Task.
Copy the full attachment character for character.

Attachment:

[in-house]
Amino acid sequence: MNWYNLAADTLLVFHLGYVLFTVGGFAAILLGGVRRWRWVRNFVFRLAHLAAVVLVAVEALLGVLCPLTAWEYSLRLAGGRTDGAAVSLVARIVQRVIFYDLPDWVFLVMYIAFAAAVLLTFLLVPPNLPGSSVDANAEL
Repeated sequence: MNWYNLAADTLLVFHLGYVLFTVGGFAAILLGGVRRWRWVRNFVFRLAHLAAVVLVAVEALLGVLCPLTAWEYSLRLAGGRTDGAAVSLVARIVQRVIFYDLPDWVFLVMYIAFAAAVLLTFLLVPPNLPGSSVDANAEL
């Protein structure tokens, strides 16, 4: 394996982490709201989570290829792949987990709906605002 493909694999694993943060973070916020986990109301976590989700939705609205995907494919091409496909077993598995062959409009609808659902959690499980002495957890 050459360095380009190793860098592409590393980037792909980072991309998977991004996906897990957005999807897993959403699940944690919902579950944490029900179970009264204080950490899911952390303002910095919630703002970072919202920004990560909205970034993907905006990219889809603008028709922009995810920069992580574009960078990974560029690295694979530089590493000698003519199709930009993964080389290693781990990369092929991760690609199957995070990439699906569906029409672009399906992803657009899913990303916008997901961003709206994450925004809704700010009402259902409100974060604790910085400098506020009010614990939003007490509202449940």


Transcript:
[in-house]
Amino acid sequence: MNWYNLAADTLLVFHLGYVLFTVGGFAAILLGGVRRWRWVRNFVFRLAHLAAVVLVAVEALLGVLCPLTAWEYSLRLAGGRTDGAAVSLVARIVQRVIFYDLPDWVFLVMYIAFAAAVLLTFLLVPPNLPGSSVDANAEL
Repeated sequence: MNWYNLAADTLLVFHLGYVLFTVGGFAAILLGGVRRWRWVRNFVFRLAHLAAVVLVAVEALLGVLCPLTAWEYSLRLAGGRTDGAAVSLVARIVQRVIFYDLPDWVFLVMYIAFAAAVLLTFLLVPPNLPGSSVDANAEL
């Protein structure tokens, strides 16, 4: 394996982490709201989570290829792949987990709906605002 493909694999694993943060973070916020986990109301976590989700939705609205995907494919091409496909077993598995062959409009609808659902959690499980002495957890 050459360095380009190793860098592409590393980037792909980072991309998977991004996906897990957005999807897993959403699940944690919902579950944490029900179970009264204080950490899911952390303002910095919630703002970072919202920004990560909205970034993907905006990219889809603008028709922009995810920069992580574009960078990974560029690295694979530089590493000698003519199709930009993964080389290693781990990369092929991760690609199957995070990439699906569906029409672009399906992803657009899913990303916008997901961003709206994450925004809704700010009402259902409100974060604790910085400098506020009010614990939003007490509202449940």